Counters in Japanese
In English, we just take a number (1,2,3…), add a noun, and an “s” to count items. But in Japanese different types of objects have different counters.
Counters both make Japanese difficult and fun to learn. Let’s emphasize the “fun” part. Here are two very useful counters:
Counter: nin | Usage: people
一人 hitori – one person [irregular].
二人 futari – two people [irregular].
三人 san nin – three people [now we simply add the “Chinese” numbers to にん].
四人 yonin – [“shi nin” is NOT used. Probably because “shi” can mean death… Also notice the dropped “n” from “yon”] four people
五人 gonin – five people
六人 rokunin – six people
七人 shichinin or nananin [shichinin is used more often, but nannin is also used] – seven people
八人 hachi nin – eight people
九人 kyuunin or kunin – nine people
十人 juunin – ten people
十一人 juuichinin – eleven people
Counter: hiki | Usage: most animals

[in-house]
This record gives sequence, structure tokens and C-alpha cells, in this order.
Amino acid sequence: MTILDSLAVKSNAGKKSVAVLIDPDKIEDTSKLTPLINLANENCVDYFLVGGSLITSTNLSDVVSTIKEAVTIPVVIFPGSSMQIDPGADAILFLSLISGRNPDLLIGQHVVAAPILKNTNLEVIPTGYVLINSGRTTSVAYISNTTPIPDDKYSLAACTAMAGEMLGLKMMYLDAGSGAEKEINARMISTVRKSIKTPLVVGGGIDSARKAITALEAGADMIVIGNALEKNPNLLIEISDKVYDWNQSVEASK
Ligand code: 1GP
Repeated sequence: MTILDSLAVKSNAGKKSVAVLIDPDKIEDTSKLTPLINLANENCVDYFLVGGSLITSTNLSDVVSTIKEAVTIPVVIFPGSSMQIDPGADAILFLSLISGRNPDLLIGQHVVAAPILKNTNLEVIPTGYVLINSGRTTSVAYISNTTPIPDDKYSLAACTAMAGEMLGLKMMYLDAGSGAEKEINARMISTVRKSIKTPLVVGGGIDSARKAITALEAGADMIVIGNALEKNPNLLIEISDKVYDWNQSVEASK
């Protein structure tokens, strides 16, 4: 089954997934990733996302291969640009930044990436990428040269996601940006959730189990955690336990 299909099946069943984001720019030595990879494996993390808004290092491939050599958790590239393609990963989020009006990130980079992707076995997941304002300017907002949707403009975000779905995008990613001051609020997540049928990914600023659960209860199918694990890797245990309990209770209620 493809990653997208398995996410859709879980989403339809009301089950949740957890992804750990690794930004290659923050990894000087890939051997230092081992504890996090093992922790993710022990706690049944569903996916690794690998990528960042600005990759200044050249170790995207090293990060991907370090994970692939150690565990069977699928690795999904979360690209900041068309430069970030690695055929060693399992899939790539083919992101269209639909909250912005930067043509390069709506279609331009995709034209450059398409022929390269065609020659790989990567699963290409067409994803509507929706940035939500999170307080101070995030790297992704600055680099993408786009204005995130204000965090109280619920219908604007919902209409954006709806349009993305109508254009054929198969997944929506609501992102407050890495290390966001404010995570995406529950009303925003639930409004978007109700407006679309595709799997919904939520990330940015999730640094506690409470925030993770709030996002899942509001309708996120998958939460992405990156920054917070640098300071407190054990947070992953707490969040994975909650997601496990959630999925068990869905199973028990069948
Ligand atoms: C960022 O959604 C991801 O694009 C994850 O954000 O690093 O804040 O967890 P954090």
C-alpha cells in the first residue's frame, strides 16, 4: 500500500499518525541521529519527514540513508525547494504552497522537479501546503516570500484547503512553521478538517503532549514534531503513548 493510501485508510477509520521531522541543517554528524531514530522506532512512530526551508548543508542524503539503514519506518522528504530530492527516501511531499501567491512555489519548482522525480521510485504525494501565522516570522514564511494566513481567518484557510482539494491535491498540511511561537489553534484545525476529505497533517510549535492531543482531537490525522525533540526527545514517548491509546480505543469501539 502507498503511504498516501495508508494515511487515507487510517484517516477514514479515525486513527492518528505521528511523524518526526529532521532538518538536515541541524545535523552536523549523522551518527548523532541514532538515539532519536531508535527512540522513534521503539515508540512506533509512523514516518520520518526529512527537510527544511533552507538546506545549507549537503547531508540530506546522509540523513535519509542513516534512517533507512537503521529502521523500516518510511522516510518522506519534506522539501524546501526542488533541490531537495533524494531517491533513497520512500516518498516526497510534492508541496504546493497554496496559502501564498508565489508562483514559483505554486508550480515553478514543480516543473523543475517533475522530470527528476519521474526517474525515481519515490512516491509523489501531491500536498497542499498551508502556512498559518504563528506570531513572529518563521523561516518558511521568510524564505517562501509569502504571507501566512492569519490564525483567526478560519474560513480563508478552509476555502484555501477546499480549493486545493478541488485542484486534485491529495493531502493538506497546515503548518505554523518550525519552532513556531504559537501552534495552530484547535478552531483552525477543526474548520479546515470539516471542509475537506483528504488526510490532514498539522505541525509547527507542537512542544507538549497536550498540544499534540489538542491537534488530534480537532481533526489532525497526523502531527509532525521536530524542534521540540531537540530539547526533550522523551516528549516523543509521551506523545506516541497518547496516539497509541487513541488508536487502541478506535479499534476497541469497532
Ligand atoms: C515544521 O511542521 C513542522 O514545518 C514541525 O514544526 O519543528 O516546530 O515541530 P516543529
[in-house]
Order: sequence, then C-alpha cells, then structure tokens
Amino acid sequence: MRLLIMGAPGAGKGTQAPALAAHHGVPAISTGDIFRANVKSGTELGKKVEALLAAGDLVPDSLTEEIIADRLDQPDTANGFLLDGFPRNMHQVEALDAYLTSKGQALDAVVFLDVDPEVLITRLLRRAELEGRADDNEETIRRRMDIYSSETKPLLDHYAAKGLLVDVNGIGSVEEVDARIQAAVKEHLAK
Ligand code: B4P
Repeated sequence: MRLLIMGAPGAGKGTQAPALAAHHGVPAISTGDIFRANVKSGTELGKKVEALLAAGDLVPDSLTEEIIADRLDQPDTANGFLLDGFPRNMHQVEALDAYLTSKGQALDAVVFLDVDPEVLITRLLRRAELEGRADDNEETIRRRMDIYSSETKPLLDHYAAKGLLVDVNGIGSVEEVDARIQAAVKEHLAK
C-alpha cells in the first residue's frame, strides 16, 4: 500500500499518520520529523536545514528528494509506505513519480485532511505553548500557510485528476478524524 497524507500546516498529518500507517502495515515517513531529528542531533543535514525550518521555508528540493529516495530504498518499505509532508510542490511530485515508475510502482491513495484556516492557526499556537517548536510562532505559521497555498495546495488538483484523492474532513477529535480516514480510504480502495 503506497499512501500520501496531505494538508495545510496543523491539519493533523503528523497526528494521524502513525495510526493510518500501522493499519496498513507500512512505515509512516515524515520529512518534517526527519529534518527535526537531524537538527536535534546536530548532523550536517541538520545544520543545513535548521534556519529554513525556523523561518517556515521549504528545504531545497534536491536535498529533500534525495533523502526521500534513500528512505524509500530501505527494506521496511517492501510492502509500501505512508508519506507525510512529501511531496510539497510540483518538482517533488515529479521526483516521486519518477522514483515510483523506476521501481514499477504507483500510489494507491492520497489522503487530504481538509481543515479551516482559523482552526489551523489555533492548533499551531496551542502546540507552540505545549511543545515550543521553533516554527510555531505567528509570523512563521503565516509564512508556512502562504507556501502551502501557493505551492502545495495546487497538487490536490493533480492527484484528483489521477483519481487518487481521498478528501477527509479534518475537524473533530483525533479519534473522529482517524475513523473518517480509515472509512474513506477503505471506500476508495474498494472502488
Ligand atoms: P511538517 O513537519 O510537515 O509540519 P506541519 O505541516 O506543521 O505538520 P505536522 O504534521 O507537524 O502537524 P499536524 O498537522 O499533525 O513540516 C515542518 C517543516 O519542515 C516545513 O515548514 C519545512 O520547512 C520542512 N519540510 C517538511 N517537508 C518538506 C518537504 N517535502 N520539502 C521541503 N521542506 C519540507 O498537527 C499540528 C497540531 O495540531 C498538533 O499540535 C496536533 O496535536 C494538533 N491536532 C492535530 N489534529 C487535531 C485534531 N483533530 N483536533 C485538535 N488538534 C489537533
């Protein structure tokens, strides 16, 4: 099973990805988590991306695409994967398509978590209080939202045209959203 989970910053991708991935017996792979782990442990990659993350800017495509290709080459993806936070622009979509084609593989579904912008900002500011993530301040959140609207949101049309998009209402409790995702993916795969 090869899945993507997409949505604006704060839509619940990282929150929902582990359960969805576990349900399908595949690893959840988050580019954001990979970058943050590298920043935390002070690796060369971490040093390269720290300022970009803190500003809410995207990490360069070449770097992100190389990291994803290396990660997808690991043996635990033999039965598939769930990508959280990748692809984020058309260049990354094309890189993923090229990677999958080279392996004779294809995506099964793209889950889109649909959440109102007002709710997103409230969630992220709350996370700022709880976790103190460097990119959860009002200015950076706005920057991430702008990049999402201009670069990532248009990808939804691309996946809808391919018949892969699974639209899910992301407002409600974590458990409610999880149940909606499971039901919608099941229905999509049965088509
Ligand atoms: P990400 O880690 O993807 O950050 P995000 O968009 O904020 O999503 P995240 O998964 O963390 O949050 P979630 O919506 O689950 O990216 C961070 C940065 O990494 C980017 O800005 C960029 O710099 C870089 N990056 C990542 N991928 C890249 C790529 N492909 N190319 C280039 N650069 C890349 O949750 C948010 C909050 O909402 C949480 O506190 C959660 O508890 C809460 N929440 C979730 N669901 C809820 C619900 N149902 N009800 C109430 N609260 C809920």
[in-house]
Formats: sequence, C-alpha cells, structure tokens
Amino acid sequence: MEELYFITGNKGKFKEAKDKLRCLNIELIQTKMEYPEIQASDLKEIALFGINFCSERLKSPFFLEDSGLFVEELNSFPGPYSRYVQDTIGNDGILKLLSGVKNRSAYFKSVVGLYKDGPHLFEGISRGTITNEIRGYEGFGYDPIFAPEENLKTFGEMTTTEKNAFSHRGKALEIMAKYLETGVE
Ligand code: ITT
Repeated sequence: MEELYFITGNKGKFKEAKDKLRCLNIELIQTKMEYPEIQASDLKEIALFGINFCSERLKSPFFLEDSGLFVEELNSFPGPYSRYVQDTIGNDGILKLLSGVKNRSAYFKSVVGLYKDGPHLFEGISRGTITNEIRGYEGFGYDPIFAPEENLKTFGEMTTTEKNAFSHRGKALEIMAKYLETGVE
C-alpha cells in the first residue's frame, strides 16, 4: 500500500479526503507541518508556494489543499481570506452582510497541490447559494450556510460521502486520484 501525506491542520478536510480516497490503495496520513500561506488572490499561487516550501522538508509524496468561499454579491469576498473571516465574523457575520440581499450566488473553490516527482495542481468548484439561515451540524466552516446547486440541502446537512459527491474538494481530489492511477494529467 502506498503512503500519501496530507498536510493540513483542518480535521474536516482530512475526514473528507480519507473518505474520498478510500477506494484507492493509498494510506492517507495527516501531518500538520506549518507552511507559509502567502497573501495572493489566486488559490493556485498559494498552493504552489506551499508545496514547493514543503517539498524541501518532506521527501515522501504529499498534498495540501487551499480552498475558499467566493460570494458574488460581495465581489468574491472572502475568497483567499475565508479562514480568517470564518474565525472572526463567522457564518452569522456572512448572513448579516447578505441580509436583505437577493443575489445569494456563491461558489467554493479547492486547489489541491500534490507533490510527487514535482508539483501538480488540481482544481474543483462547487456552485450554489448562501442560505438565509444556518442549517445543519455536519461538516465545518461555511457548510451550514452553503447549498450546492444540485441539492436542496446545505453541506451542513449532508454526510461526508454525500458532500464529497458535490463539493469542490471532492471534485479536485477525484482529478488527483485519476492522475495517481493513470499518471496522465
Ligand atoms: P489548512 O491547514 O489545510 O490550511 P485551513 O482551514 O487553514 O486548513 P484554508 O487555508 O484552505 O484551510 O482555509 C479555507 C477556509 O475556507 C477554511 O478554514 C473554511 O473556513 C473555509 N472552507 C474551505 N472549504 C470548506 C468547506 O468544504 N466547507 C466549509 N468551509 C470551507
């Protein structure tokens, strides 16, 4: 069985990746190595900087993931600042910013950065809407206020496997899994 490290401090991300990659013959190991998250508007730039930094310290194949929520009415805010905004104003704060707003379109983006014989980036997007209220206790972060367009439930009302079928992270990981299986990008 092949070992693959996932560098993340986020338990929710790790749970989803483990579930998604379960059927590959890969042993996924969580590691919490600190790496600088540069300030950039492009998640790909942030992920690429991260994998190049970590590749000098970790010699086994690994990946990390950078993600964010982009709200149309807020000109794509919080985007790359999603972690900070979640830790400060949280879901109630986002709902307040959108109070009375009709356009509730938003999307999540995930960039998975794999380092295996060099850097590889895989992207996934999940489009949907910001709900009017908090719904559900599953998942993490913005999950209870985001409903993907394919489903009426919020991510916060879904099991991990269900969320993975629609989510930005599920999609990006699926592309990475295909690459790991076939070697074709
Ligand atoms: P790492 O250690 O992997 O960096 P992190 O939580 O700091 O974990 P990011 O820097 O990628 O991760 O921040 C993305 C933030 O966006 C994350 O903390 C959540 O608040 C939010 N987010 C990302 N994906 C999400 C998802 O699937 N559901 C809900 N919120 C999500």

一匹 ippiki [notice the H changes to a P] – one animal
二匹 nihiki – two animals
三匹 sanbiki [notice the H changes to a B this time.].
六匹 roppiki [ろっぴき notice the H changes to a P AND the く becomes a small っ].
七匹 nanahiki or shichihiki[probably nanahiki is most used].
八匹 happiki or hachihiki
十匹 juppiki [じゅっぴき notice the small っ- this occurs when there is a soft sound after like H].
Counter: ko | Usage: a generic counter for just about anything
一個 ikko [This is “ichi” plus “ko.” The “chi” is replaced by a slight pause. Listen to the audio.] – one thing
二個 niko – two things
十個 juko or jiko (TV announcers regulary say “jiko.”)